The tape was shut off, supposedly for a cigarette break when the recorder got turned back on. Alicia was suddenly full of ideas. She said she'd overheard her cousin Michael discussing his involvement in Thelma's murder. She said Michael did it along with his buddies Eric Weekley and Jason Chalaby.


Alicia Shelton was looking at a lot of time and desperate for a way to get out from underneath the weight of a heavy sentence. I don't know what happened when the camera was off, but there had to be some powerful inducement to get her to change her story from I don't know what you're talking about, to fingering her own cousin and his friends for this crime.


In 1996, when Thelma was killed, Michael was 15, Eric was 16 and Jason was 18. They'd grown up together, riding go carts as kids and crushing on girls as teenagers. Michael and his parents, Jeff and Pam Hash, lived within a mile of Thelma's house. In fact, Thelma had been the hash family's mail carrier, delivering birthday cards and letters to the home with her typical friendly wave.


Michael was a good kid. There was no reason whatsoever to suspect him and his friends of killing Thelma Scroggins.


It's true that Michael used to frequent a campsite near the wooded area where Thelma's truck had been found, but that was a pretty thin connection.


Somehow, though, Michael Hirsh, Jason Chalaby and Eric Weekley found themselves at the center of a cold case murder investigation.


In April 2000, police decide to interrogate, but they don't start with Michael Hirsh or Jason Chalaby, they start with Eric Weekly.


By this time, Eric was 19 years old with a reputation as a follower, someone who could be easily intimidated.


Eric Weekley was a weak link. He had a little daughter that he cared very much about. He had a prior record which gave interrogators leverage. They started with him because they felt that he was the most likely to break and it worked.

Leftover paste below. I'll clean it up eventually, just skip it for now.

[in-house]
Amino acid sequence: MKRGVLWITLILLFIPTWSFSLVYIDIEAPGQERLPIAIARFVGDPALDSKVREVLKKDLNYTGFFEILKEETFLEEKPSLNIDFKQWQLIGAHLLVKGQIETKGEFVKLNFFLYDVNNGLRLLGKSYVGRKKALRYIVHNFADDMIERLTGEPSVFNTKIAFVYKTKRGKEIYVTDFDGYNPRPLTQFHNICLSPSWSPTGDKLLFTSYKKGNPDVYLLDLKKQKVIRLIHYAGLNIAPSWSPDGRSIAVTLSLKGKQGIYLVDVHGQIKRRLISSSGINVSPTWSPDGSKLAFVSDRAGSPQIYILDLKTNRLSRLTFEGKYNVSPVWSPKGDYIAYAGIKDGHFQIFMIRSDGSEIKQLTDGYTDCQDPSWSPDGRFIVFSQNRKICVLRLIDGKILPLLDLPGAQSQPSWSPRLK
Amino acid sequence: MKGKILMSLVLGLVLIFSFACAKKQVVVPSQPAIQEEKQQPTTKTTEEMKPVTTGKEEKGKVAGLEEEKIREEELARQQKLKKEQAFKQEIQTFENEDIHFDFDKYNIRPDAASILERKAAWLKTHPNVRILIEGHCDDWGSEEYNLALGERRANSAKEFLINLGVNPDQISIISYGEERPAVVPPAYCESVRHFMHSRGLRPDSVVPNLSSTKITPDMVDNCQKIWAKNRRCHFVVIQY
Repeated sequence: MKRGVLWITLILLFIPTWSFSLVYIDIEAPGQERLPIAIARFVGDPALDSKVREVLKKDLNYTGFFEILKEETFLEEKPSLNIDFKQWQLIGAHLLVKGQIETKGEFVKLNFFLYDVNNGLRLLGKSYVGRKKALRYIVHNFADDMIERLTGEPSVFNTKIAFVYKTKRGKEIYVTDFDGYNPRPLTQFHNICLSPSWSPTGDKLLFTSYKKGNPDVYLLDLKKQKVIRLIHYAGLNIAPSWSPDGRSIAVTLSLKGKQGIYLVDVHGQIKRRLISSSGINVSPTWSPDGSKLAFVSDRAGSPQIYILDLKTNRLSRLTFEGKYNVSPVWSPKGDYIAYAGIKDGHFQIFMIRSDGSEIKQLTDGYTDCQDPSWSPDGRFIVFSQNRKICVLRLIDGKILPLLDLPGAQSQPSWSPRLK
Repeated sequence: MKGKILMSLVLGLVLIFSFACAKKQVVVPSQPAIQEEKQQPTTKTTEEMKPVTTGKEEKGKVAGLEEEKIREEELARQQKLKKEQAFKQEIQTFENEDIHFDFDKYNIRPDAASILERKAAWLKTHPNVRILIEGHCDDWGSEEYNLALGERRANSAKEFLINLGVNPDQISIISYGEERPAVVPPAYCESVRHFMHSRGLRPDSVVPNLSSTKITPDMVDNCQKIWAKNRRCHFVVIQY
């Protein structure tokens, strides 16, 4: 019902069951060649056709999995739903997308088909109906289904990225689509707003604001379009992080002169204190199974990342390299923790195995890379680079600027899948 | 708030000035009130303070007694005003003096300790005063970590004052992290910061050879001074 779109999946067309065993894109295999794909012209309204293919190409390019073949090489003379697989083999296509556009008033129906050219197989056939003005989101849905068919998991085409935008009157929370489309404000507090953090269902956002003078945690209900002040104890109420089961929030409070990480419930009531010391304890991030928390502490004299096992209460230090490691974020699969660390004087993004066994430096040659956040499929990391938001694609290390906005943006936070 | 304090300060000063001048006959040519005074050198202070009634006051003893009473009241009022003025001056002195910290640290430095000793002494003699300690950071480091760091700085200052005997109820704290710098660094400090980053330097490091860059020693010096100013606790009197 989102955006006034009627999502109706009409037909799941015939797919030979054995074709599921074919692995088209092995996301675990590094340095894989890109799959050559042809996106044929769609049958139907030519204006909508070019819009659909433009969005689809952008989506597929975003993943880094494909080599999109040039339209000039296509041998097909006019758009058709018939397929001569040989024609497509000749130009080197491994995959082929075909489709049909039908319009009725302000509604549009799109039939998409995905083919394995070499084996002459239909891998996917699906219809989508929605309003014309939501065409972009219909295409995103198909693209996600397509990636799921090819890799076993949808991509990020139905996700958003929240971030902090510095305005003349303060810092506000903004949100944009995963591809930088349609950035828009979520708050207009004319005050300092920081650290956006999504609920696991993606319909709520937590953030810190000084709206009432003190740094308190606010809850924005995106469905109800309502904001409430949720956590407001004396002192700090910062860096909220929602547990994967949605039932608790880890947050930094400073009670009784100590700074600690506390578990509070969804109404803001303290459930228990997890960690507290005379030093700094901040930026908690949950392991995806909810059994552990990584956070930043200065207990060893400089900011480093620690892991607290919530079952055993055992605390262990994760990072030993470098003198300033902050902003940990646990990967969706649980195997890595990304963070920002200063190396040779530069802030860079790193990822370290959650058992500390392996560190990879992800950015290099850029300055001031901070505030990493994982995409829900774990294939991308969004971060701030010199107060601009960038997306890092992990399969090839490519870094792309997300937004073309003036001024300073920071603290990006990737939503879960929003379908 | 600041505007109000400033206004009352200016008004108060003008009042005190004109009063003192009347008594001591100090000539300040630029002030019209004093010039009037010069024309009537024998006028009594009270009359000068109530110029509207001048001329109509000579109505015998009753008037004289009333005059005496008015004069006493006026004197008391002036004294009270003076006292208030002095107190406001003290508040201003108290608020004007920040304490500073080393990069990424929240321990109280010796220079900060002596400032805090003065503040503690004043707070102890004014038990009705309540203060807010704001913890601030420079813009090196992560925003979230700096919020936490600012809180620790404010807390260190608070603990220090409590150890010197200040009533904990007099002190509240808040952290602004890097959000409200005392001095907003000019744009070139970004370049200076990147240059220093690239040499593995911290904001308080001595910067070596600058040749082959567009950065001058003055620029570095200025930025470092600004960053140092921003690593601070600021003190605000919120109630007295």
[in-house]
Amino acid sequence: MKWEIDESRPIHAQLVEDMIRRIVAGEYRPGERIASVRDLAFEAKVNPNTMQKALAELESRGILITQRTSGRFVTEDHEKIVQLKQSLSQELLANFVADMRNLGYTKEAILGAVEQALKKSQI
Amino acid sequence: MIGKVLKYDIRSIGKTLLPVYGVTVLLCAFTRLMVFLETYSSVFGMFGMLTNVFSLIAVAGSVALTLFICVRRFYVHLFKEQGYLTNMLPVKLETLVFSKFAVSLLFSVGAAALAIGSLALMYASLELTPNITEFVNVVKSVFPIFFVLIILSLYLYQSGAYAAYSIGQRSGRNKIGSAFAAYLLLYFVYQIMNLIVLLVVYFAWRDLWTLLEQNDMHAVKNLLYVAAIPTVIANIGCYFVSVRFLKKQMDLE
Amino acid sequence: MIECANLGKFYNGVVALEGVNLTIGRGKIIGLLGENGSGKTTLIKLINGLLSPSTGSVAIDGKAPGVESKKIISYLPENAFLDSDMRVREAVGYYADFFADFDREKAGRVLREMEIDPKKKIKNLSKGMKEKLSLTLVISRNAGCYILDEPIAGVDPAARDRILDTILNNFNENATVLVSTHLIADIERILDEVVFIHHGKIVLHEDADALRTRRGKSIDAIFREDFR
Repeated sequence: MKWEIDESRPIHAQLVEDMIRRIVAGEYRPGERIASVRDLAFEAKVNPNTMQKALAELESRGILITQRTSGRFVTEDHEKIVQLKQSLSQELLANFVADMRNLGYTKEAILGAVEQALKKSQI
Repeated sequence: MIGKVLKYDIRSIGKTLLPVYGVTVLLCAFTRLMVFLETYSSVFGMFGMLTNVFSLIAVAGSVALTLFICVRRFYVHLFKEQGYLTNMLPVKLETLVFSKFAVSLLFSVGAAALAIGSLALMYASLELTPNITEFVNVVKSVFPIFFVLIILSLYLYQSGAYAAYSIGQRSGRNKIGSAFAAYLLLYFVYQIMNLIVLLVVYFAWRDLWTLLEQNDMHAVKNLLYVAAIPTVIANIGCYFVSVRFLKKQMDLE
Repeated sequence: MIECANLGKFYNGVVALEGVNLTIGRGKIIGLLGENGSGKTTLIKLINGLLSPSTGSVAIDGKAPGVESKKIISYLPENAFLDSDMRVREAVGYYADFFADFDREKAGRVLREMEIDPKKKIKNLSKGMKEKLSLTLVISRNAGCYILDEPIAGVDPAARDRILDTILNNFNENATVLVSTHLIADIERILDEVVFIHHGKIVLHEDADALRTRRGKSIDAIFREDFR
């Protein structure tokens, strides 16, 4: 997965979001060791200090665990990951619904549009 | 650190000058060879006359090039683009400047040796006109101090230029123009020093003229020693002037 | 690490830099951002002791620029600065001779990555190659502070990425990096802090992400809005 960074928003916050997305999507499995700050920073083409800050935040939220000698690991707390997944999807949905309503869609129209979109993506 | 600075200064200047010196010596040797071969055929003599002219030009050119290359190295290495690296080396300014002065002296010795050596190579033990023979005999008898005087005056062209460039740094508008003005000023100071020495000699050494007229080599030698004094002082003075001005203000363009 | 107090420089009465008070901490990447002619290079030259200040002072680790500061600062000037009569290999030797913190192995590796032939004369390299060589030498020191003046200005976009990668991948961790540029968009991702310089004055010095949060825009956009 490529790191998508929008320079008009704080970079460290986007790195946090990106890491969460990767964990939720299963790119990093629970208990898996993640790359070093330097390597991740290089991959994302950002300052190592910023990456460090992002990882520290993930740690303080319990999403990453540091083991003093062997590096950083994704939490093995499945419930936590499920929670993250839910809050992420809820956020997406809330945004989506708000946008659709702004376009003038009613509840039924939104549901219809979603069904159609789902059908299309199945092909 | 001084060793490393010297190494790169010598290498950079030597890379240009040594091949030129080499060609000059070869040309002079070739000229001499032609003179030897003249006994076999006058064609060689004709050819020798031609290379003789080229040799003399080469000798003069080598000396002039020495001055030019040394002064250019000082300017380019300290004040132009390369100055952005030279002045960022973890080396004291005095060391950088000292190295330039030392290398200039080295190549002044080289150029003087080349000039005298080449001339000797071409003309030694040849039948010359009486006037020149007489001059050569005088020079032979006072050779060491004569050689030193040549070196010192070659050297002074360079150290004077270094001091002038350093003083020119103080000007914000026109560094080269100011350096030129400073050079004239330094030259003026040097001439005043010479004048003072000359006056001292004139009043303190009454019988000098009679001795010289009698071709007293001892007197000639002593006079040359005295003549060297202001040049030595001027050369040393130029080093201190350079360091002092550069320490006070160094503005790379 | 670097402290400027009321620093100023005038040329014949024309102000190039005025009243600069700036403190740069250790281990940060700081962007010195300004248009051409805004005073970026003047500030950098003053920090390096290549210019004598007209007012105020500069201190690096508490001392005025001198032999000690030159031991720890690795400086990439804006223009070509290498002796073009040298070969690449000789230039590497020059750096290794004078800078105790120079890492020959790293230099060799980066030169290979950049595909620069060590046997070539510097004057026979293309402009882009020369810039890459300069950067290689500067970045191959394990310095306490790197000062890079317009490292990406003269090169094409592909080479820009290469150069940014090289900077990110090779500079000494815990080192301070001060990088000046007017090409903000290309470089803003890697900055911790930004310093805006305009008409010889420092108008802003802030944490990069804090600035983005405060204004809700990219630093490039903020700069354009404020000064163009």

Eric said his factory job. When two detectives approach him and start asking about Thelma's murder, Eric is shocked.


He had nothing to do with it. He tells the detectives they're crazy and says he has to get back to work. The cops leave, but not for long. They follow Eric everywhere.


The gas station, the grocery store, they show up at Eric's job over and over.


These detectives would not leave him alone. They hounded him. They stalked him. They kept coming to his workplace trying to question him. It got to the point where his employer just was fed up and he fired Eric. And Eric got worried that he would never be able to get another job because everywhere he would go, these cops would just show up at his work again. So he gave up and he agreed finally to go to the police station and answer their questions.


Over the next several weeks, Eric Cantor is not one, not two, but a whole chain of interrogations as the police keep insisting he come back again and again, some of these interrogations last longer than 12 hours. Only a few are recorded.


But what did get caught on tape is enough to make anyone skeptical. During the first few interrogations, Eric protests his innocence over and over.


He doesn't have the mind or the heart to kill somebody, he tells police.


And I said, well, you know, we'll fill my belly up in here. So, you know, I do not want the police won't listen to Eric.


They insist he's guilty and they chip away at him slowly and steadily over the course of weeks.


So that when you saw the was one of the you sit here and try to lie to me about that.


The day that the police tell Eric that if he cooperates, he can go home. If he just repeats the details, they feed him, the police can work with him, even help him make yourself more comfortable with that guilt.


But if Eric holds back, if he refuses to say he was involved, they say that'll hurt him. If he doesn't confess, he might not get to see his daughter anymore. These interrogations continue off and on for weeks. But Eric still won't confess. So the cops pull out a tried and true tactic.


Finally, they say, OK, Eric, if you have nothing to do with this, would you at least come down and take a polygraph exam? And Eric, did he took that exam to get these police officers off his back and then they told him he failed the exam, which got him talking.


The polygraph finally does it.


Eric Weekley realizes he'll never be able to get the police to believe him. And he breaks. He agrees to tell the cops a story. Eric says that he, Michael and Jason chopped Thelma's body up with an ax. Their motive, he said, was robbery. They stole diamond rings, vases and necklaces from her home, a king's ransom in treasure. This was a confession, all right. But none of it came close to what actually happened. Thelma wasn't attacked with an axe and what little jewelry she owned was found sitting on her dresser.